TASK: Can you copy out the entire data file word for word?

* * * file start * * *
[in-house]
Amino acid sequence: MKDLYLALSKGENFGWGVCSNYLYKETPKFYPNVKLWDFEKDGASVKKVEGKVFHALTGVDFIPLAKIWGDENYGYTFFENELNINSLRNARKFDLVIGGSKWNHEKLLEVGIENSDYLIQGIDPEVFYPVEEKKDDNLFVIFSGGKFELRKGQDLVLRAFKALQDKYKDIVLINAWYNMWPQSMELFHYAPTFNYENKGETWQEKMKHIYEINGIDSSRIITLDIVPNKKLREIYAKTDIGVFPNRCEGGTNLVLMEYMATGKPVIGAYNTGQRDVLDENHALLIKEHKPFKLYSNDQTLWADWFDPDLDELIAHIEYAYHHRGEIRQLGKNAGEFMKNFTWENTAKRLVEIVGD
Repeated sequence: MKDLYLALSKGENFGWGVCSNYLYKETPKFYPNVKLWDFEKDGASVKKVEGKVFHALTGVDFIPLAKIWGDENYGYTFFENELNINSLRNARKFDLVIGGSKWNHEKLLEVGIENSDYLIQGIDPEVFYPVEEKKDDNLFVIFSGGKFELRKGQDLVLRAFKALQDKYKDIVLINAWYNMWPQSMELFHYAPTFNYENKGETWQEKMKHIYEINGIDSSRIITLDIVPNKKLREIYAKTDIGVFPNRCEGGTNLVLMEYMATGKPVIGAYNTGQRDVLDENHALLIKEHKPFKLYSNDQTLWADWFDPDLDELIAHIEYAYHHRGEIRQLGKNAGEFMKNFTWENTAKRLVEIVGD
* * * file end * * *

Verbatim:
[in-house]
Amino acid sequence: MKDLYLALSKGENFGWGVCSNYLYKETPKFYPNVKLWDFEKDGASVKKVEGKVFHALTGVDFIPLAKIWGDENYGYTFFENELNINSLRNARKFDLVIGGSKWNHEKLLEVGIENSDYLIQGIDPEVFYPVEEKKDDNLFVIFSGGKFELRKGQDLVLRAFKALQDKYKDIVLINAWYNMWPQSMELFHYAPTFNYENKGETWQEKMKHIYEINGIDSSRIITLDIVPNKKLREIYAKTDIGVFPNRCEGGTNLVLMEYMATGKPVIGAYNTGQRDVLDENHALLIKEHKPFKLYSNDQTLWADWFDPDLDELIAHIEYAYHHRGEIRQLGKNAGEFMKNFTWENTAKRLVEIVGD
Repeated sequence: MKDLYLALSKGENFGWGVCSNYLYKETPKFYPNVKLWDFEKDGASVKKVEGKVFHALTGVDFIPLAKIWGDENYGYTFFENELNINSLRNARKFDLVIGGSKWNHEKLLEVGIENSDYLIQGIDPEVFYPVEEKKDDNLFVIFSGGKFELRKGQDLVLRAFKALQDKYKDIVLINAWYNMWPQSMELFHYAPTFNYENKGETWQEKMKHIYEINGIDSSRIITLDIVPNKKLREIYAKTDIGVFPNRCEGGTNLVLMEYMATGKPVIGAYNTGQRDVLDENHALLIKEHKPFKLYSNDQTLWADWFDPDLDELIAHIEYAYHHRGEIRQLGKNAGEFMKNFTWENTAKRLVEIVGD